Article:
Hi Karel and Conrad,Concerning the "flaw". If you perceive it as a flaw there is an easy solution. I have posted it before, but it goes like this:1. Buy the stock according to AIM BTB advice.2. Add the number of stocks bought to the account but do not update the PC.3. Calculate the stock price were the next AIM BTB buy advice will be (with the unmodified PC).4. Increment the PC with half the buy value, as usual.5. Simulate the buy price you found in step 3 and check how many shares (or amount) you will need to buy at this price.Now you have a buy price, a volume and updated AIM parameters.No circular references needed.I have actually started doing this, as in the high volatility tech stocks the AIM buys would not cover enough price span before I ran out of cash.Best,Rien.BTW that makes three dutchies at this board :-)
Yes, that is a nice approximation, and should suffice in most cases. But easy? You only remove the circular reference by a two stage procedure (not quite an iteration, but close enough).But why avoid the circular reference? It works very well, and can be included easily in any standard AIM spreadsheet: it is a little addition to the formula in the cell calculating the buy advice. I don't think things get much easier than that. The spreadsheet then does the iteration, not you!Regards,Karel
Hi Karel,But why avoid the circular reference? It works very wellAre you by any chance a programmer? (I am)I have noticed that no two programmers hold the same view of what is easy and simple. :-) :-)Best,Rien.
HI CW, The "Flaw" is only a flaw if it causes a problem in the real world. In Mr. Lichello's book he refers to "pumping the brakes" when describing this event. He considers the first purchase to be the initial purchase at a certain price. With minor price changes, normally SAFE acts to inhibit the further purchase of shares at that same price. When a major drop in price happens, then SAFE is no longer able to contain AIM's enthusiasm in purchasing. Once the first purchase is made, AIM can actually purchase shares at a price HIGHER than the one just made! Again, Mr. L. says this is just AIM completing the purchase in a designated price range. I know that many of the new AIM users that come from short term trading methods attempt to soup up AIM to make it more active. This is because they are used to lots of activity, not because their account will necessarily benefit from it. Mr. Lichello assumed that a month would go by between trades. If the value had fallen enough to trigger a buy in December and now, after a month, the price was still down, then Mr. L thought it was prudent to complete the purchase at the same price. Again, Looking only at the Buy/Sell Advice column and not the Market Order column one could start feeling that there's a mathematical flaw in the system. If one worked only off the Advice column, AIM would snowball into uncontrolled buying on each cycle. Since this is a "new" thread (or should I say "newly active") on TMF, there's bound to be lots of questions. On Silicon Investor and also here on TMF I ask that historical examples of reasonable length be used to show the value of changes made to the AIM algorithm. Also changes made should be tested with both bull and bear markets represented. That way we can see what the changes are. I came up with a measure which I call "Return On Capital At Risk" (ROCAR) as a measure of performance. Some changes will increase "Total Return." Some changes will increase ROCAR. The changes that prove to be most valuable are the ones that improve Total Return with ROCAR improving or at least not declining. The idea is that if we're gaining in total return but ROCAR is declining, then we're just making the program more risky with the change. Best regards, Tom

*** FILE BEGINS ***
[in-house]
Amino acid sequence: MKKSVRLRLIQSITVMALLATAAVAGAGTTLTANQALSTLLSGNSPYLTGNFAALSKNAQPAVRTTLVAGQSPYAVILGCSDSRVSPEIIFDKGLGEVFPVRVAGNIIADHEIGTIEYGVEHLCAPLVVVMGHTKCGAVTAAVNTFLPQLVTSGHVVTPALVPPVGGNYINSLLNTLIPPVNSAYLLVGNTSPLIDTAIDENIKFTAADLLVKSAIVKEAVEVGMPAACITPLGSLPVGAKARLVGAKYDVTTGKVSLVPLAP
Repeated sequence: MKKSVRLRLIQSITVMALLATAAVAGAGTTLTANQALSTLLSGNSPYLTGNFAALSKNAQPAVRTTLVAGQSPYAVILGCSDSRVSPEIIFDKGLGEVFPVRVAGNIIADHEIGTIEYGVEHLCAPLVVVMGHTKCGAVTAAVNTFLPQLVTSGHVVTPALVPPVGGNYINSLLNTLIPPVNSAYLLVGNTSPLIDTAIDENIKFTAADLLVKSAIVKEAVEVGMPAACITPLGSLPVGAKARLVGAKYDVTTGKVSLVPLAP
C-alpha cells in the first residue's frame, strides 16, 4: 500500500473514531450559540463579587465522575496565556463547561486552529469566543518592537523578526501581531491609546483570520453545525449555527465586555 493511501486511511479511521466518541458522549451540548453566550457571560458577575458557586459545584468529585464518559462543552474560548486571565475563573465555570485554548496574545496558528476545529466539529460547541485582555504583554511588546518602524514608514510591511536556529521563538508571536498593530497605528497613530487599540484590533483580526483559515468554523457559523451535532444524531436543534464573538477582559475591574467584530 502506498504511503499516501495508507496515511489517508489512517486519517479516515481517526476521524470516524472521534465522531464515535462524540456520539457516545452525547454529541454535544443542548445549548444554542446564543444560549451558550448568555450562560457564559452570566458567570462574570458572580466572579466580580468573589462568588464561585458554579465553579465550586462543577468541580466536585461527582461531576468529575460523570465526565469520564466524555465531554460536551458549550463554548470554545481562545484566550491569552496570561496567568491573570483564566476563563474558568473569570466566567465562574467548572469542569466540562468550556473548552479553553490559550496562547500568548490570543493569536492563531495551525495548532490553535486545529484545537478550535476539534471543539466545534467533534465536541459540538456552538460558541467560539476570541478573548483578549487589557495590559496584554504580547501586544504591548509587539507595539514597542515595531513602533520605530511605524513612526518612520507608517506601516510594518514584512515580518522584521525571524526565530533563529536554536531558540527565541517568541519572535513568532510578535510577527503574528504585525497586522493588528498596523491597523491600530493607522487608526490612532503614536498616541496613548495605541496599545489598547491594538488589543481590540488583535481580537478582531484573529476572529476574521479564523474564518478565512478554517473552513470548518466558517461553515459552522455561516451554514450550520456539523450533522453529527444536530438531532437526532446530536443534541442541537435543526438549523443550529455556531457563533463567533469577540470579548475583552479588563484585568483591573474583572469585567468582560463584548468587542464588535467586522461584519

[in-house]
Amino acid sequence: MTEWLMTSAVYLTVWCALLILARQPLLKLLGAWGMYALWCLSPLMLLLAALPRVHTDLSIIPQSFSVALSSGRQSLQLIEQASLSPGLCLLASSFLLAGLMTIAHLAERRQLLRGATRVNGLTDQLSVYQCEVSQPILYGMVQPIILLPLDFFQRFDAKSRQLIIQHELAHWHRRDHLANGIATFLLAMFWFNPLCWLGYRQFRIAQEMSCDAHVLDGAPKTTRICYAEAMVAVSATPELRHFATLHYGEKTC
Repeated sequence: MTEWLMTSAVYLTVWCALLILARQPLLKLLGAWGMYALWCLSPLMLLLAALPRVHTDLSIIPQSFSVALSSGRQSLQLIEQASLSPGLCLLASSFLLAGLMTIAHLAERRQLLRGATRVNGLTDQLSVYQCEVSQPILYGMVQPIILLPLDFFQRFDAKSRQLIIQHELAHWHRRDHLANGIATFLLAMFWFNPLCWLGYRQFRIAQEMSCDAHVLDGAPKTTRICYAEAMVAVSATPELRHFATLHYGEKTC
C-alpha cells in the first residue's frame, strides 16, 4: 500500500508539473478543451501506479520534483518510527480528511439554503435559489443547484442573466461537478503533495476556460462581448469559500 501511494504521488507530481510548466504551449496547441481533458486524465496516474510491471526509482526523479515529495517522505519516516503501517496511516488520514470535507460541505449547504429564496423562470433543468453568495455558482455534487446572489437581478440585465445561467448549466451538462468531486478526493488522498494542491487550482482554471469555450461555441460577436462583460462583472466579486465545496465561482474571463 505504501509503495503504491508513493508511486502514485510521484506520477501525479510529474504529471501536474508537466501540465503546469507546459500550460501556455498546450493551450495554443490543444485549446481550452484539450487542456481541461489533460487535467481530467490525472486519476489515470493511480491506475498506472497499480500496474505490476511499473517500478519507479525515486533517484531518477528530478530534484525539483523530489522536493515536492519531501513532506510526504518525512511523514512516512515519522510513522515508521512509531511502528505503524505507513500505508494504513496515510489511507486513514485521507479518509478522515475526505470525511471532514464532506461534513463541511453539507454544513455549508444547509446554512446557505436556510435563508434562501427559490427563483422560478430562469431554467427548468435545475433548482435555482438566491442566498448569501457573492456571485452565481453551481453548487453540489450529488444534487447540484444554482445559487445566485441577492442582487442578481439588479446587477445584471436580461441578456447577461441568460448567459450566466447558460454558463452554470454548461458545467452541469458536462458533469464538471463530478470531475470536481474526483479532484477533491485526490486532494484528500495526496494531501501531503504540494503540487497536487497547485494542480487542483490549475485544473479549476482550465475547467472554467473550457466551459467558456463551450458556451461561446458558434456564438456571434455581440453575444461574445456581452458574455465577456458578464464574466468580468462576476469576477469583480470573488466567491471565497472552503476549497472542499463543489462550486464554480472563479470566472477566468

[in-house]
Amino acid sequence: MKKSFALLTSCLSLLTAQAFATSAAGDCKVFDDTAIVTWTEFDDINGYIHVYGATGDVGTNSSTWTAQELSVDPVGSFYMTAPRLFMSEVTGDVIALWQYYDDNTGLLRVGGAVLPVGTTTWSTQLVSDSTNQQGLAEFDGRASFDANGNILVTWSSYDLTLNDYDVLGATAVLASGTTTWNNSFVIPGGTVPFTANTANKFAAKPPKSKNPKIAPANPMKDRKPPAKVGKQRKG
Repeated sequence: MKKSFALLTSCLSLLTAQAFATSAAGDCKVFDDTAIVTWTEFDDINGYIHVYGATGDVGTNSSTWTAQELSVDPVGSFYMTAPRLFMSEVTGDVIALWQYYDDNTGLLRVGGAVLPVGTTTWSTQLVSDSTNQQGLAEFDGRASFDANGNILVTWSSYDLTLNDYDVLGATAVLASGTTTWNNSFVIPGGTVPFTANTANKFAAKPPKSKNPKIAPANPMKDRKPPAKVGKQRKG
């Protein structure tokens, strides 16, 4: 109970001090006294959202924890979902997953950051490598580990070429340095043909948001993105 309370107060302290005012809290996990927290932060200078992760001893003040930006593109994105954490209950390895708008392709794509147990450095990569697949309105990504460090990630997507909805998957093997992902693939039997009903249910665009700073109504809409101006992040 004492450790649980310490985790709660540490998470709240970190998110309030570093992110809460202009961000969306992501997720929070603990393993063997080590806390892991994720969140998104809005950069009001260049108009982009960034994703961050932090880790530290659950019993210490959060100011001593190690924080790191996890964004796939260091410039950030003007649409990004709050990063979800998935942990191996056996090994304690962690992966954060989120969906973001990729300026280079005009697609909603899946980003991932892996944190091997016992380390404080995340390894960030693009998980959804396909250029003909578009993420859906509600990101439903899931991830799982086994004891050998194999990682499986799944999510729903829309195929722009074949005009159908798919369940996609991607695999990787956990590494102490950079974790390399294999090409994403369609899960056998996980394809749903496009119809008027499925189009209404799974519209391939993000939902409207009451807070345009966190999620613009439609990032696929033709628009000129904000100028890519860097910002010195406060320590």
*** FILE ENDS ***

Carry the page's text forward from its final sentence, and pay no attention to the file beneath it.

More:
Hallo Rien,No, I wouldn't call myself a programmer, but I do know something about programming. So you may be right about the 'easy' part.:-)Karel